Originally Published: Thursday, 27 May 1999 Author: Michael J. Wise
Published to: featured_articles/Featured Articles Page: 1/1 - [Printable]

TCP Wrappers for Security

This article describes how to use TCP wrappers to tighten the security of the machine's services. They work by checking the hostname of who is trying to get in and compare it to preconfigured access files using the tcpd daemon....

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This article describes how to use TCP wrappers to tighten the security of the machine's services. They work by checking the hostname of who is trying to get in and compare it to preconfigured access files using the tcpd daemon. Only services activated by inetd can use TCP wrappers. This article does not address installing them, as all Linux distributions I am aware of install these by default. If you need to download and install them, they are available at ftp.cert.org.

Basic Use

TCP wrappers use two files as rules to what machines can and cannot get into your machine. They are found in /etc and are called hosts.allow and hosts.deny. Most distributions ship these being completely empty, meaning that anyone can get into your computer. There are also two main possible configurations: a mostly open configuration and a mostly closed configuration. I recommend that the vast majority of users use a mostly closed configuration because it is far more effective for security.

Syntax for "Mostly Closed" system

Here is a basic mostly closed configuration that is usually most effective.

In hosts.deny, the following is put:

ALL:ALL

The first argument says that it is a rule for ALL the services defined in inetd.conf. The second argument says that it applies for ALL hosts. This basically closes your computer to any external contact. Now, say you want somebody from www.a-random-isp.com to have access to your computer, then you'd put this is the hosts.allow file:

ALL: .a-random-isp.com

The first argument says that this applies for ALL the services. The second argument lets anyone under the a-random-isp.com domain to access your machine. Now, say you want everybody to be able to telnet in. Then you would put this is hosts.allow: (assuming that ALL:ALL is still in hosts.deny)

in.telnetd:ALL

The first argument says the only the telnet service is affected. (The general form for any service to put in these files is in.serviced ) The next argument says that ALL people can use the telnet service on your machine. For a final example, let's say you want people from asdf.some-server.com to be able to use the IMAP mail service from your machine, then you'd put the following in hosts.allow:

in.imapd:asdf.some-server.com

Using these examples, you can build a usable secure system. You can skip the next part if it doesn't apply to you.

Syntax for "Mostly Open" system

This configuration should only be used for machines that are used by a large number of people remotely, where you only want to block out a few "trouble" domains.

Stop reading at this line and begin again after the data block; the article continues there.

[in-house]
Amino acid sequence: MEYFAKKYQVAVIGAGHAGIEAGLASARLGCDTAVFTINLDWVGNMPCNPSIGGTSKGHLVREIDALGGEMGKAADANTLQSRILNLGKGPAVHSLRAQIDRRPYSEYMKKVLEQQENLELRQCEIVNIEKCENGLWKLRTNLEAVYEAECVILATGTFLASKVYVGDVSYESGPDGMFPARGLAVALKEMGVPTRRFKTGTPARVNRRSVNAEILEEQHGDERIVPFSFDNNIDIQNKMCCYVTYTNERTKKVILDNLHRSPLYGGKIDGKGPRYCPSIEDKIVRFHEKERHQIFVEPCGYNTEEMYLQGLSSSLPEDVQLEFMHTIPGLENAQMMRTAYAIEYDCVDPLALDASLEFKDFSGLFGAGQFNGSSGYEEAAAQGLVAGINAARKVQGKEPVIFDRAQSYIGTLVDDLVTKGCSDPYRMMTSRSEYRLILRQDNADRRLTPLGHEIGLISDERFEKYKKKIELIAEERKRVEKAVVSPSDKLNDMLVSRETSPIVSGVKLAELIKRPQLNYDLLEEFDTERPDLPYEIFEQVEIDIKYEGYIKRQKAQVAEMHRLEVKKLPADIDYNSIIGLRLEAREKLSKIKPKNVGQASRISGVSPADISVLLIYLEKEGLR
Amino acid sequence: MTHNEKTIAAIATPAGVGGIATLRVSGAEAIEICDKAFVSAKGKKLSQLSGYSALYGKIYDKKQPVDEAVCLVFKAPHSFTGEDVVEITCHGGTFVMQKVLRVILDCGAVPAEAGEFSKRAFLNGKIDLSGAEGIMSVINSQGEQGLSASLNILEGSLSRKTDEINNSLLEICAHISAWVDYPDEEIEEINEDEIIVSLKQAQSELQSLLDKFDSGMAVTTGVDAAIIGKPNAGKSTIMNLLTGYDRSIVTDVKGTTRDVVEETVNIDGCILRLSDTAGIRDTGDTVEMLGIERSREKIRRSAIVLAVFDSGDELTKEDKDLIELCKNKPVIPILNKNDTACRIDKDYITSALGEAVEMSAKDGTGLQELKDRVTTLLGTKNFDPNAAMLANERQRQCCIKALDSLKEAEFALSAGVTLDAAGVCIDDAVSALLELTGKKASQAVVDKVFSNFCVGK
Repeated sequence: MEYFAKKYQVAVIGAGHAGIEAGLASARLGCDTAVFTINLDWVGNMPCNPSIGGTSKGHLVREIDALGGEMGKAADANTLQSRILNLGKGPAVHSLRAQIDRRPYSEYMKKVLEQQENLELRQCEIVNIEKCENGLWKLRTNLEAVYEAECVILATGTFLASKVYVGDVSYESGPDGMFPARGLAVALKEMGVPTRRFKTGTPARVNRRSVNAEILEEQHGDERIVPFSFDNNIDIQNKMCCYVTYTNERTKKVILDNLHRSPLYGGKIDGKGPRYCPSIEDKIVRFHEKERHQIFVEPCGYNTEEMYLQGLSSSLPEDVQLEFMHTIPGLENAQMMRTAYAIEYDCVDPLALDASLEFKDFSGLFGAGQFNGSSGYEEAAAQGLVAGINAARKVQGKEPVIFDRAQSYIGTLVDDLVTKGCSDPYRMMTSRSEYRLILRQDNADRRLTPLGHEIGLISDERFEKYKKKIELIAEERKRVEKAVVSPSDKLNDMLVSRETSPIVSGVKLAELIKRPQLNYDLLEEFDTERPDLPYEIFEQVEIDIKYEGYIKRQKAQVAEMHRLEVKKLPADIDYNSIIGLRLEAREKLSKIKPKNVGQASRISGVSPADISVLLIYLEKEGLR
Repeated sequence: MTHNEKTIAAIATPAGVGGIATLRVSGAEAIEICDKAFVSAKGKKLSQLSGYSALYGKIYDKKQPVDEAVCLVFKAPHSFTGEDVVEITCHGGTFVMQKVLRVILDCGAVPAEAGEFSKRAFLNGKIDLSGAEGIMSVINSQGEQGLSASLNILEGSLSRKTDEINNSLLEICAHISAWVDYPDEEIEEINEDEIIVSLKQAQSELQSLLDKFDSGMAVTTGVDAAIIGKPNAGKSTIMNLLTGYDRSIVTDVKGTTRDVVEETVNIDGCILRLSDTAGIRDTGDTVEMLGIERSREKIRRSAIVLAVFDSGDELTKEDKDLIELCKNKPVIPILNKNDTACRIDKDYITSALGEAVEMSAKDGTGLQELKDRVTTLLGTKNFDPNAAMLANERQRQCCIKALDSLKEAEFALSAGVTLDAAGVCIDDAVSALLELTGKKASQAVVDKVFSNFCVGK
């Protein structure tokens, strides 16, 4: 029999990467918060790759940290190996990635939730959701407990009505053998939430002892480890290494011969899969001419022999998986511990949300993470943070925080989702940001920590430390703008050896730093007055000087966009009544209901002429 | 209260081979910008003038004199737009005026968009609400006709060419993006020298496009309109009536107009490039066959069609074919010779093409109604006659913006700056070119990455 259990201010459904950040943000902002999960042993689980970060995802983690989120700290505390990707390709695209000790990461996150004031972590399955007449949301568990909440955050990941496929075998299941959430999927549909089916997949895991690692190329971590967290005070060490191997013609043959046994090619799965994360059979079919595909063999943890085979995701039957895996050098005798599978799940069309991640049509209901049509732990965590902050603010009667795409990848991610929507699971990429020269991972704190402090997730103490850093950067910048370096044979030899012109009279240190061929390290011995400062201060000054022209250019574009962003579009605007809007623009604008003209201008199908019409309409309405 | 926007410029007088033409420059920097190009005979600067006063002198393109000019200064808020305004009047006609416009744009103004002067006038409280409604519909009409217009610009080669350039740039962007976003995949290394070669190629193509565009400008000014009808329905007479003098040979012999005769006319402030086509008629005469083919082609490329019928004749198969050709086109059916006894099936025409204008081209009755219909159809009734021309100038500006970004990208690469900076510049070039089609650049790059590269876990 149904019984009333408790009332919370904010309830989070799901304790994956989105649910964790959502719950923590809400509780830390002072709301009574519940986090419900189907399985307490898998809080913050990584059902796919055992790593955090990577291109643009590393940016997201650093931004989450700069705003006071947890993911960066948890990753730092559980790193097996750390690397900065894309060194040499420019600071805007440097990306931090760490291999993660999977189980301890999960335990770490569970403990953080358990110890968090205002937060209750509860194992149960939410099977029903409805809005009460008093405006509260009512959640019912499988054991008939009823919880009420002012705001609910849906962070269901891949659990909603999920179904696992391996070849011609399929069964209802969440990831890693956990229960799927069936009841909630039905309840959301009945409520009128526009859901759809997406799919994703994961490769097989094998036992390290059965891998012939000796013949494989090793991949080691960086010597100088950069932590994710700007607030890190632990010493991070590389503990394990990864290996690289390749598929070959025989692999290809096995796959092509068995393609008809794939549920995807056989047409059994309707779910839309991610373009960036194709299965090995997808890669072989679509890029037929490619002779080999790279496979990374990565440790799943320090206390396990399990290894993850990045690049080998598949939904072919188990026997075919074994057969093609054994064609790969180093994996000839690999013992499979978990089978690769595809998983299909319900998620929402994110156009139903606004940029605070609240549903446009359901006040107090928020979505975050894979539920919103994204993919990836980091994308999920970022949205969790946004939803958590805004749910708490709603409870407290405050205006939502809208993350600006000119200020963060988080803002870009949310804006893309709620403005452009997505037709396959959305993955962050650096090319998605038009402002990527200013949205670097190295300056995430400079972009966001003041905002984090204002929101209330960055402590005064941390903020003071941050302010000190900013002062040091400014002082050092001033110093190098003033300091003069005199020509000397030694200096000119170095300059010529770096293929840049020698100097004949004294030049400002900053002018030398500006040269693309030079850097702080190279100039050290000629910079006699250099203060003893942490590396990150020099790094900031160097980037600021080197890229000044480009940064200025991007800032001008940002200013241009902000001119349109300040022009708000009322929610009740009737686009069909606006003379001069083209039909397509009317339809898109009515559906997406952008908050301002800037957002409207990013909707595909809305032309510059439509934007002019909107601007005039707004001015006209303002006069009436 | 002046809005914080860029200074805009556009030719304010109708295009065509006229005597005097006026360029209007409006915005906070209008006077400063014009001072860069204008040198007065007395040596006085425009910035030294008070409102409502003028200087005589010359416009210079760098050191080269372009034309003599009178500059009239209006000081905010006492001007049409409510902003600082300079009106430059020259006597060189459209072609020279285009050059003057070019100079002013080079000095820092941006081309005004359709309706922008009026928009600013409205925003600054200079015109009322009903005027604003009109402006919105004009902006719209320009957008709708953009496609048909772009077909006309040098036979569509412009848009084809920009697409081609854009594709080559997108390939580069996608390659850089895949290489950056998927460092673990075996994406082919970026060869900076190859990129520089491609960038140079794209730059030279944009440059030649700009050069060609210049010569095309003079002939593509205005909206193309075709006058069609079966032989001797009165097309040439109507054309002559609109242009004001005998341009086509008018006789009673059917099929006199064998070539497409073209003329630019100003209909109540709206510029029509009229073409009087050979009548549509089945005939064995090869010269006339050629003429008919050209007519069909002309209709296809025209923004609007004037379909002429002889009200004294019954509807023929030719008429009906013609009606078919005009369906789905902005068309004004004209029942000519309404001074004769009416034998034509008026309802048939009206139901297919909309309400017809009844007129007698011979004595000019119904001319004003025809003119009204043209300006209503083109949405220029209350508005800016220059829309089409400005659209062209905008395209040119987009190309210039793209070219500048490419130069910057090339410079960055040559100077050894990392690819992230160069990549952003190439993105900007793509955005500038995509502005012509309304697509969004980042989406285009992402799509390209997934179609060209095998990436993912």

The following is added to hosts.allow:

ALL:ALL

This allows all people to access all services, then you could block out people and services selectively in hosts.deny. For example, say bigbadhackers.com is trying to crack into your system, then you would add the following to hosts.deny:

ALL: .bigbadhackers.com

For the final example, say that IMAP serves no purpose except as a security hazard, then you would put this in your hosts.deny file:

in.imapd:ALL

Remember, I recommend the mostly closed configuration for the vast majority of people.

Reminders and Pitfalls

When using wildcards, remember not to use an asterisk.

Right: ALL: .some-place.com
Wrong: ALL: *.some-place.com

Use tcpdchk and tcpdmatch to test your configuration files for errors and to simulate requests for services. See the man pages for details on how to use them properly.

If host name lookup (DNS) fails, your system may be able to be compromised by people who "spoof" addresses. Put your hosts into the /etc/hosts file to prevent this from happening. Another way to remedy this is to put ALL:PARANOID into your hosts.deny file. This does a lookup on the supposed address someone is coming from, then reverse looks up the IP address the IP suppossedly belongs and makes sure the two hostnames match. This is generally a good thing to have enabled, no matter what configuration you're using.

TCP wrappers only work for services controlled by inetd. Note that famous programs like apache, ssh, and sendmail do not use inetd. They have their own methods of security to be used.

Conclusions

The use of TCP wrappers is a cheap way to make your system secure. Remember, always check your changes when making changes to your configuration files! This is only a basic introduction to TCP wrappers. If you have the time, the necessity, and the will, there isn't much you can't accomplish without TCP wrappers. Good luck!

Related links
  • ftp.cert.org - get tcp wrappers here if they are not already available with your distribution.
  • www.cert.org - a starting point to learn more about computer security. Includes security advisories.




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